Clinic consultation

A Fake Abortion Clinic Tried To Sabotage My Termination

  • A Missouri woman had to cross state lines to access an abortion after Roe v. Wade.
  • She was targeted by pro-lifers posing as abortion clinic workers who tried to shame and pressure her.
  • Here is her story, told to Bethany Dawson.

This article is based on conversations with Anna Smith, who requested that her real name not be used, of Kansas City, Missouri, who needed an abortion in a state where the procedure has been illegal since the Supreme Court ruled. quashed Roe v. Wade in June. . She detailed the problems she faced trying to cross the state line to get an abortion.

Roe v. Wade is canceled broke my heart. In the red state of Missouri, we had a trip ban pending the Supreme Court judgment. The moment this happened, I knew that every woman in my condition would see her life changed.

But I didn’t realize when, and how personally, it would affect mine. I already have five children, three of whom are mine and two are my stepchildren. I love them with all my heart, but my partner and I had no plans to expand our family. One, we couldn’t afford it, and two, I had difficult pregnancies and couldn’t put my body through that anymore. I decided that from the moment I gave birth to my last child.

Three weeks after the Supreme Court ruled on the Dobbs case, which allowed states to pass their own abortion laws, I started to feel sick. But we were in a Heat wave, a pandemic, and I’m on birth control, so the chances of it being a pregnancy were low. Asking my partner to give me a pregnancy test was just a precaution to ease my racing spirit, and I assumed it would come back negative.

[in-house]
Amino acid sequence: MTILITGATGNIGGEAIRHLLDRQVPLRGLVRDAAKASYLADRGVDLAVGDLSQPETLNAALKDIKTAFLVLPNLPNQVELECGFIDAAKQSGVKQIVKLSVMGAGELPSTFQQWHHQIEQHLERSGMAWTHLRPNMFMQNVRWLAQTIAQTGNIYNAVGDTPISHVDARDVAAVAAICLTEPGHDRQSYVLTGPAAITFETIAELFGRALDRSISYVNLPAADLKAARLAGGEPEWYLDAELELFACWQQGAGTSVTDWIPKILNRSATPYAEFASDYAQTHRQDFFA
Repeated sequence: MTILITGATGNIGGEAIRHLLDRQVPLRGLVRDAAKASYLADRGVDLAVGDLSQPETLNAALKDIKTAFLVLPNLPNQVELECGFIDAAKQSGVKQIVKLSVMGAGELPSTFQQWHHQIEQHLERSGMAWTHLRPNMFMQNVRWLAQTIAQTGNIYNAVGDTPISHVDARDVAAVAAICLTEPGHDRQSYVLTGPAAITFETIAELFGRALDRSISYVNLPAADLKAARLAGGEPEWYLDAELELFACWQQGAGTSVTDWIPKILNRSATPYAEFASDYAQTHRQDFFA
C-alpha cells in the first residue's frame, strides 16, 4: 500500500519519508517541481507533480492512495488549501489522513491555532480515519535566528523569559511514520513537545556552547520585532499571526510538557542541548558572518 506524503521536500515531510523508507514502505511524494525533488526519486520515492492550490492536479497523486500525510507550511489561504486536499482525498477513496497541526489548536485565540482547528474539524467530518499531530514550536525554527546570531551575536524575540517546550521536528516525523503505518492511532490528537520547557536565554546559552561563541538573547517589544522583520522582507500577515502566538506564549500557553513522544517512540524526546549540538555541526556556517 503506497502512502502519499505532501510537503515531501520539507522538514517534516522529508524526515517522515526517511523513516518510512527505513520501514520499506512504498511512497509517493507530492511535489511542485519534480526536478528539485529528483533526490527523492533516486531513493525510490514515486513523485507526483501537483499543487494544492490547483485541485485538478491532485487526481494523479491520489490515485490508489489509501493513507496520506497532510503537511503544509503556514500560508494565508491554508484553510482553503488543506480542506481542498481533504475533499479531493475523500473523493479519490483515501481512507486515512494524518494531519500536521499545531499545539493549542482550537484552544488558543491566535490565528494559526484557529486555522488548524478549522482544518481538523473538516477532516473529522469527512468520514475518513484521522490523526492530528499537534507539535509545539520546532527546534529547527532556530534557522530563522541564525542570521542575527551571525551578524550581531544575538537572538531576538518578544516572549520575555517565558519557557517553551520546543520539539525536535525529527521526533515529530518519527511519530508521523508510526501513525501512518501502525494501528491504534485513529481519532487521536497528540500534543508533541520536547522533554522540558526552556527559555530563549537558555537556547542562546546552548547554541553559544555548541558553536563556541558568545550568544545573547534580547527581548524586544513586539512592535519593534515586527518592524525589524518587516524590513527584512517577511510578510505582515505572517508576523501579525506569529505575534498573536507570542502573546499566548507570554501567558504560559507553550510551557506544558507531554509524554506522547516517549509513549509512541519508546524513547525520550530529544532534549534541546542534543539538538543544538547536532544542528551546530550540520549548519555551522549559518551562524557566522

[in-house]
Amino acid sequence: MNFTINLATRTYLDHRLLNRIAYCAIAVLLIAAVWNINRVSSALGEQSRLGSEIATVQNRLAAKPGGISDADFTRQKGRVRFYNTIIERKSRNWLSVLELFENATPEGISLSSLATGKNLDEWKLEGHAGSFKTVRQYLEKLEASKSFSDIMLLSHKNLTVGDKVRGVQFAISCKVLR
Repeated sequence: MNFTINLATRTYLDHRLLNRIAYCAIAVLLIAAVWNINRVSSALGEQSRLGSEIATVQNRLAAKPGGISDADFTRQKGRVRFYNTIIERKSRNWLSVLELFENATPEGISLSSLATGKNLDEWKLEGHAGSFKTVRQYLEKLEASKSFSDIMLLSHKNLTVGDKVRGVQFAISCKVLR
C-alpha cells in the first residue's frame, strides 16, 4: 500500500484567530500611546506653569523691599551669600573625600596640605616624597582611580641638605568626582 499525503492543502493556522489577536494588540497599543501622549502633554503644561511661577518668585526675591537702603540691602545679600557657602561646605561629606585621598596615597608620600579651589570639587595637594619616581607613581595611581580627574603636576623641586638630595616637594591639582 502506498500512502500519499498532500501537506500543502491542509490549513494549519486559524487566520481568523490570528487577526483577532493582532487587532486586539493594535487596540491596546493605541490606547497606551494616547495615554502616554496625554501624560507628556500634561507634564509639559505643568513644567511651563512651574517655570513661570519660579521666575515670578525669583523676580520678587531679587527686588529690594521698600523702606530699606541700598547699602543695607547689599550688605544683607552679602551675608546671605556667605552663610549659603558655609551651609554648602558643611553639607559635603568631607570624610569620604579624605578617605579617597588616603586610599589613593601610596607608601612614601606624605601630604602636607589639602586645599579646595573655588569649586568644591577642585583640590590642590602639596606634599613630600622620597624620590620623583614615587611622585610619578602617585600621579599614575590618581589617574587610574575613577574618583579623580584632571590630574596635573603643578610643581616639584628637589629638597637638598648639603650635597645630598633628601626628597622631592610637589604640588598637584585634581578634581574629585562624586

But the two lines came out very clearly. They also appeared on the second, third and fourth tests. I learned that I was six weeks pregnant.

A positive pregnancy test

A positive pregnancy test.

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Immediately I knew what I had to do: I had to have an abortion. There was no doubt. But because of the new abortion ban, I knew I had to cross state lines to Kansas City, Kansas.

Before these pregnancy tests, I thought I had cancer. It’s horrible to say, but I don’t know what would have been better. Honestly, there were times when I wish it was cancer because at least I could discuss it with my very pro-life family. I felt so isolated from them. They wouldn’t understand the situation I’m in. They still have no idea.

I realized that these people were not there to get me out of a dangerous situation. They put me in one.

The week leading up to my abortion was pure panic. I constantly insisted that the wrong person would find out and tell the police. With each state’s laws changing so quickly, I didn’t even know if I could be sued.

The only thing I could think of was that I had five kids and couldn’t go to jail.

Traveling out of state was not an easy option for us. Taking time off from work – me to have an abortion, my boyfriend to take care of the children – meant losing money when our incomes were already low.

However, we didn’t think finding a date would be so difficult. Or so dangerous.

We started calling all the clinics that showed up when you google “Kansas City Kansas abortion.” The first spot had no availability for weeks and I didn’t have much time to wait.